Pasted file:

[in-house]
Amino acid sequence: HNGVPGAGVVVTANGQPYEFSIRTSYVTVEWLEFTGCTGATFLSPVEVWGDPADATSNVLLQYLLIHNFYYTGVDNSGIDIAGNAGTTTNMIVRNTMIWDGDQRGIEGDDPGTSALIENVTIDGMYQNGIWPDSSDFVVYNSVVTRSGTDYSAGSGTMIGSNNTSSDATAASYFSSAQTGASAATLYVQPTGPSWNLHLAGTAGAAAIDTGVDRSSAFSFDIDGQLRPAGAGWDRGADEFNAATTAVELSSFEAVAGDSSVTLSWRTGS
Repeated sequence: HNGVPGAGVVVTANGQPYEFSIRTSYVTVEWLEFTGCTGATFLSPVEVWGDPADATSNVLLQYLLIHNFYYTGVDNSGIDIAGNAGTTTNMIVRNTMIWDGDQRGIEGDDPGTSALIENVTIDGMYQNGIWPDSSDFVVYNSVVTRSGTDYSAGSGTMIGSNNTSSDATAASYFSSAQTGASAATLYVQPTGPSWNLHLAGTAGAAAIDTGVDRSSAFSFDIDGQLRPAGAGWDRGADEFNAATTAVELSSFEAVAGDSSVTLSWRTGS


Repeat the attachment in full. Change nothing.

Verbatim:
[in-house]
Amino acid sequence: HNGVPGAGVVVTANGQPYEFSIRTSYVTVEWLEFTGCTGATFLSPVEVWGDPADATSNVLLQYLLIHNFYYTGVDNSGIDIAGNAGTTTNMIVRNTMIWDGDQRGIEGDDPGTSALIENVTIDGMYQNGIWPDSSDFVVYNSVVTRSGTDYSAGSGTMIGSNNTSSDATAASYFSSAQTGASAATLYVQPTGPSWNLHLAGTAGAAAIDTGVDRSSAFSFDIDGQLRPAGAGWDRGADEFNAATTAVELSSFEAVAGDSSVTLSWRTGS
Repeated sequence: HNGVPGAGVVVTANGQPYEFSIRTSYVTVEWLEFTGCTGATFLSPVEVWGDPADATSNVLLQYLLIHNFYYTGVDNSGIDIAGNAGTTTNMIVRNTMIWDGDQRGIEGDDPGTSALIENVTIDGMYQNGIWPDSSDFVVYNSVVTRSGTDYSAGSGTMIGSNNTSSDATAASYFSSAQTGASAATLYVQPTGPSWNLHLAGTAGAAAIDTGVDRSSAFSFDIDGQLRPAGAGWDRGADEFNAATTAVELSSFEAVAGDSSVTLSWRTGS